Johnny ushered her to his place on the driver’s door. He planted a gentle kiss on her cheek before dropping back to apply his weight to the bumper. Grace settled her hands into the prints her husband had left in the dusty window frame and pushed.

Her back and palms and legs ached by the time they reached the shade of the garage. She slammed the door on the dead Ford and leaned against it, catching her breath, ignoring the fiery catch in her lungs.

“So,” she said. “Now what?”

“Head to California, turn migrant?” Earl suggested. He took off his cap and wiped his brow. “I hear it’s not so bad in Salinas.”

“It’s bad everywhere. Besides, how can you turn migrant if you can’t move?” Johnny kicked one of the cracked tires.

“But how are you going to get to the employment lines without the Ford? How are we going to deliver my sewing?” The catch was turning into a tickle, threatening a coughing spell. “How are we going to eat?”

“If we sold the tires off the Ford, we might – ” Earl stopped suddenly, staring at the car.

“What?”

“I was just thinking,” he mused, “we could do what the Johnsons did.”

“Which is?”

“Hoover wagon.”

A laugh burst out of Grace before she could contain it, and it turned quickly to coughing. She checked her hand – no blood this time. Ignoring Johnny’s concerned expression, she turned to Earl. “That ridiculous thing? You trying to kill our mule, too?”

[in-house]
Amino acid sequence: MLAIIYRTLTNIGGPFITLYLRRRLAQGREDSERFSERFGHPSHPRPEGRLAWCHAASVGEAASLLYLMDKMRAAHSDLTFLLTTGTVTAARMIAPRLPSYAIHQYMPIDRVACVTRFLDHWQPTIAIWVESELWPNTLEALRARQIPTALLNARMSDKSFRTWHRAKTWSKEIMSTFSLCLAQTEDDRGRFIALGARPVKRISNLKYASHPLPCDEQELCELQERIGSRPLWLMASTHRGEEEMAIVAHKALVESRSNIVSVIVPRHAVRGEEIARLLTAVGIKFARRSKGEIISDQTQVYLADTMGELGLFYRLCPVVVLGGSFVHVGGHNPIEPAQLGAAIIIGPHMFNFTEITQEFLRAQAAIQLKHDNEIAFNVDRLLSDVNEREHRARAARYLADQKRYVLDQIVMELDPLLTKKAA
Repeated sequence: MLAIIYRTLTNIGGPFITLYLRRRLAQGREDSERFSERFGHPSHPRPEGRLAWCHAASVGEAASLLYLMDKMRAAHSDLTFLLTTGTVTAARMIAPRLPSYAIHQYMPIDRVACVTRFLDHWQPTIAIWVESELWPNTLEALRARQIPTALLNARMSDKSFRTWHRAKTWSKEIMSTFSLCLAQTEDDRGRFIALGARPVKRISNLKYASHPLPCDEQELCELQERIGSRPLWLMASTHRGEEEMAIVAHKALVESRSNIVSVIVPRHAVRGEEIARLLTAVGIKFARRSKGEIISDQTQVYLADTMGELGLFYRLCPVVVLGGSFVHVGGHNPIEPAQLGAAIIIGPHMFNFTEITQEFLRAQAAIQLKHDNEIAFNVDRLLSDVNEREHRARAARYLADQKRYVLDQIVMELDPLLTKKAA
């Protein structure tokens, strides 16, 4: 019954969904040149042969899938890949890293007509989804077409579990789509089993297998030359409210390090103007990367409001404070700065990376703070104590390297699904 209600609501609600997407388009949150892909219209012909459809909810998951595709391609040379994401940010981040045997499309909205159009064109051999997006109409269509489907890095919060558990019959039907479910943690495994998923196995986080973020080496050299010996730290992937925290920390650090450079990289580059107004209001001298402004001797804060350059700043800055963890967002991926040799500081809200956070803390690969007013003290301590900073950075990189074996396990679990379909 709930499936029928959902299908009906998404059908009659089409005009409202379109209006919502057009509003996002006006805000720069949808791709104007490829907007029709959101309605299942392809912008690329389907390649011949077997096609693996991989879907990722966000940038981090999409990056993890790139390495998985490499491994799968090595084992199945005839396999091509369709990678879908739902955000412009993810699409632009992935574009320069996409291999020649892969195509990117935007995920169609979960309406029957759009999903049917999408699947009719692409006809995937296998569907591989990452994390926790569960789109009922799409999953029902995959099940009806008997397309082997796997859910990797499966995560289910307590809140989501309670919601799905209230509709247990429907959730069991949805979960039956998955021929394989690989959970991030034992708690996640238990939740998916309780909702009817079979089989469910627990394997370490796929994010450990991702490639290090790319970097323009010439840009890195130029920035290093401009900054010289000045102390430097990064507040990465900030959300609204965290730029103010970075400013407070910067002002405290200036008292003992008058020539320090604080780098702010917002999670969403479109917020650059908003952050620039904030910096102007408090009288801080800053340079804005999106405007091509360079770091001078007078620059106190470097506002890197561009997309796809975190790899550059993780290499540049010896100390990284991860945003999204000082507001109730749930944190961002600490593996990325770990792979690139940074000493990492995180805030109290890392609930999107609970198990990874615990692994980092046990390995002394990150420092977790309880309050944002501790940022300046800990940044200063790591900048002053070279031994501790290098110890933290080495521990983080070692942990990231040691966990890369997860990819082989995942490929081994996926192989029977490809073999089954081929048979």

“It’s not that heavy!” he insisted. “Once you take out the engine, it’s much lighter. Even the windows could go. You just –”

He darted to the front of the car and tapped on the bumper. “Just fix the tug here and Izzy can haul ‘er like a cart. It’ll be slower, but we can still transport your mending, and we can keep going into town to wait in all those lines.”

Johnny raised an eyebrow. “It’s not the craziest thing I’ve heard.”

Earl pressed his advantage. “We could even get Grace to town for medicine. If we sold a few things, we could just afford it.”

“If we do this, though,” Johnny said slowly, “we got no way of going to California. Izzy can’t get us there. The car can’t get us there – even if we did have gas, if we take the engine out, it’s done. We have enough saved for bus fare, but not enough to survive in a new place.”

For a moment, Grace envisioned California as it had been in the magazines: America’s Eden, green, breezy, with an abundance of crops instead of endless dying oats. Maybe it wouldn’t be as dusty there, and her lungs could get better…but there still wouldn’t be enough to eat. There still wouldn’t be enough work. The land, the languages, everything would be different – yet not different enough.

“We stay,” she said. “It’s gotta rain sometime, and once it does, we should be here. This was my granddaddy’s farm, and I’m not quitting on it.”

She opened the Ford’s hood. “Now how do we get this thing out?”

The Contest

In the middle of the dark room was a steel kitchen table and the demon. The table was heaped impossibly abundantly with food. The demon sat at the end of it, smiling, waiting.

“I’ve come for my father,” Becky announced.

“He’s here.” The demon gestured and there he was, seated at a dining table high on a dais, fidgeting with the silverware.

The demon raised a hand, cutting off her cry. “He can’t see or hear you. He’s simply here for the contest.”

“What contest?”

“A cooking competition!” The demon spread his arms and the walls transformed: banks of stoves and ovens, rows of mixers, racks of knives, bowls, spoons; a vast and perfect kitchen. “Whichever of us makes the dish your father likes best, with them shall he stay.”